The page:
Saturday after the Empowerment Breakfast I headed over to the vendor exhibits cleverly called “The Stacks” and arranged in Dewey order from 000s to 900s. I’ve heard that ALA Annual has the largest gathering of vendors in the world. If that’s not true it sure felt like it!
If you were there for the ribbon cutting and initial opening this is what you saw:
Exhibits Open uploaded by ALA
Luckily I waited a few hours and the crowds had gotten much smaller:
The Stacks uploaded by debrickb
Being an ALA first-timer the exhibit hall was slightly overwhelming. My advice to other first timers is to tear out the exhibit hall map ahead of time, go through the list of vendors and choose who you want to see, then highlight the vendors on the map so you can plan your time (and walking) accordingly.
I noticed that there seem to be two kinds of conference goers–those who want to collect as much stuff as possible and those who want to collect as little as possible. I was somewhere in the middle and only collected what is relevant to me. But there were a few with rolling carts overflowing with freebies. Conveniently there is an on site UPS facility where you can roll your cart over, package, and ship your items back to your library.
I ran into Meredith Farkas and her husband Adam in the exhibit hall. I can’t say it enough, but this is the great thing about the biblioblogosphere, even though I had never met Meredith before, it was like running into an old friend. She’s even nicer in person.
WebJunction Library 2.0 Café
Saturday afternoon I attended and hosted a table at the WebJunction Library 2.0 Café. The idea behind this comes from the World Café Model which is that we have as much (if not more) to learn from our participants as they do from us. Tables around the room were draped in flip chart paper with colored markers. Each table had a host to facilitate the discussion and every 10-minutes the participants changed tables. The question discussed was: How can your library apply 2.0 concepts and tools in a relevant way to engage your community?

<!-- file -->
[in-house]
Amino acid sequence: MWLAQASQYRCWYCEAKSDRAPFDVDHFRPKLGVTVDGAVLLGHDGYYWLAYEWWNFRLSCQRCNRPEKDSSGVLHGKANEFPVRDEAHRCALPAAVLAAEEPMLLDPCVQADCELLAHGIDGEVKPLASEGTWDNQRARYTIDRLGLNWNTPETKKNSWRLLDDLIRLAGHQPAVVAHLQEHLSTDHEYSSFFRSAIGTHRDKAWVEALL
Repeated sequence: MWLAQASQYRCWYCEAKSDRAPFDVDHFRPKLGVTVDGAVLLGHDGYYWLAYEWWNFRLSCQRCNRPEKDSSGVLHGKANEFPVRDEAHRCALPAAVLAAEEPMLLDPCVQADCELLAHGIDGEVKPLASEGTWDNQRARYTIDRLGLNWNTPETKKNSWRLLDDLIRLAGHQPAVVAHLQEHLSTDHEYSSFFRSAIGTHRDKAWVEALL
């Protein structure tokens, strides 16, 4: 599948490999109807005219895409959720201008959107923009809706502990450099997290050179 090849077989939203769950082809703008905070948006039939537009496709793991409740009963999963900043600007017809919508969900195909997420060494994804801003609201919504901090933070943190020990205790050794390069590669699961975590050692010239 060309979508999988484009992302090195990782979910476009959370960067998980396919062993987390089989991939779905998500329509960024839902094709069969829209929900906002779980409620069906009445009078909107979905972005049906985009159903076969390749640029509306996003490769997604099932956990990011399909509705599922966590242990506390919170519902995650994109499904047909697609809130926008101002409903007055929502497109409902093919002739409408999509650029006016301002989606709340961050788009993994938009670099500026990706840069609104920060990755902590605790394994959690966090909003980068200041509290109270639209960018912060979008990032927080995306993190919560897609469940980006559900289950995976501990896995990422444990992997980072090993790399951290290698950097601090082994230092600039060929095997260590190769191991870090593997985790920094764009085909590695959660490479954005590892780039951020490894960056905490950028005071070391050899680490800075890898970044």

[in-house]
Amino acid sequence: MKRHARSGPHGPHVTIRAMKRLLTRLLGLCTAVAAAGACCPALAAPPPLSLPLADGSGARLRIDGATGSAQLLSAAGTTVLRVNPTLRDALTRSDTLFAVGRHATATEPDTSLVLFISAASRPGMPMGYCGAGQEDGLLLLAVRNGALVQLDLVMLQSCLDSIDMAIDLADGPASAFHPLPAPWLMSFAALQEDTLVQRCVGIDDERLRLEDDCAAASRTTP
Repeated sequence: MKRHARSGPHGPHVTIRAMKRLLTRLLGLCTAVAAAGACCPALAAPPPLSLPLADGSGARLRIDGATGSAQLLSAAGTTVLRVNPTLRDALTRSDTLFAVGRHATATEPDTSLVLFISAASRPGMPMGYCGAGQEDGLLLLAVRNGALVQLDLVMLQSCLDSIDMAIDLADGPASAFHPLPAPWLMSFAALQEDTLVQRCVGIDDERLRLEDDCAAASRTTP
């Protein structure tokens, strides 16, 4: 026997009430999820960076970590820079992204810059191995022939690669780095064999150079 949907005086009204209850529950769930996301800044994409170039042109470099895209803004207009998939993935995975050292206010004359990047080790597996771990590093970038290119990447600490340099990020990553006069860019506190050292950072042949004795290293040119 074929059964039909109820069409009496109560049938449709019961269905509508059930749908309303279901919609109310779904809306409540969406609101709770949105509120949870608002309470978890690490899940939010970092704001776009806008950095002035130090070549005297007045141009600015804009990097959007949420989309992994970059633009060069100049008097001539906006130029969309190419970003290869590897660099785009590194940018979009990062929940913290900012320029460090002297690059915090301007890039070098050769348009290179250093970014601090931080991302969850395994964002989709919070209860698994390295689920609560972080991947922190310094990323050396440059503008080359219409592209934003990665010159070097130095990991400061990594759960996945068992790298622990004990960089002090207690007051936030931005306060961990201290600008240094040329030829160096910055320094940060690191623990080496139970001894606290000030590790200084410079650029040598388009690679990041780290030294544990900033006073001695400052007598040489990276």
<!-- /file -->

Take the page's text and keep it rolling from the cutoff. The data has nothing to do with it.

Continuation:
Photos uploaded by the MaintainIT Project
We had some amazing discussions at each table. Now the really cool thing was that in addition to our participants in the room we had virtual participants from around the country as well. My good friend (who I’ve also never met in person) Stephanie Zimmerman, Training Coordinator for the Library System of Lancaster County (PA) hosted a virtual table using Wimba Classroom. There was even a webcam and microphone set up so Stephanie and the other virtual participants could see and hear the room in Anaheim.
You can read some the ideas participants came up with during the session and join in the conversation about using 2.0 concepts to engage our communities over at the WebJunction Wiki. Feel free to join in the discussion!
ACRL Poster Session Learning Virtually: Online Professional Development for Library Workers with Tight Budgets and Full Schedules
Immediately after the Library 2.0 session I went to set up for the ACRL Poster Session Learning Virtually: Online Professional Development for Library Workers with Tight Budgets and Full Schedules. If you’ve never been to a poster session it is a lot like a science fair. There are literally huge posters that each participant has carefully designed, had printed, and transported to the convention center. Each participant is available to talk about the information being presented.
This is a great time to meet and network with colleagues from around the country with similar interests as you.
Next Generation Professional Development: Survival of the Twittest. Using Social Networking Tools to Learn and Stay Current by Cindi Trainor, Eastern Kentucy University; Jezmynne Westcott, The Claremont Colleges
…and my display LOL @ the Library (Live Online Learning @ PLCMC)
Saturday night staff from my library were treated to dinner by our director at Mr. Stox restaurant. The food was amazing and the atmosphere though formal was very relaxing.
As you can see it was a busy day (as they all were) which is why I did not get any blogging done during the actual conference.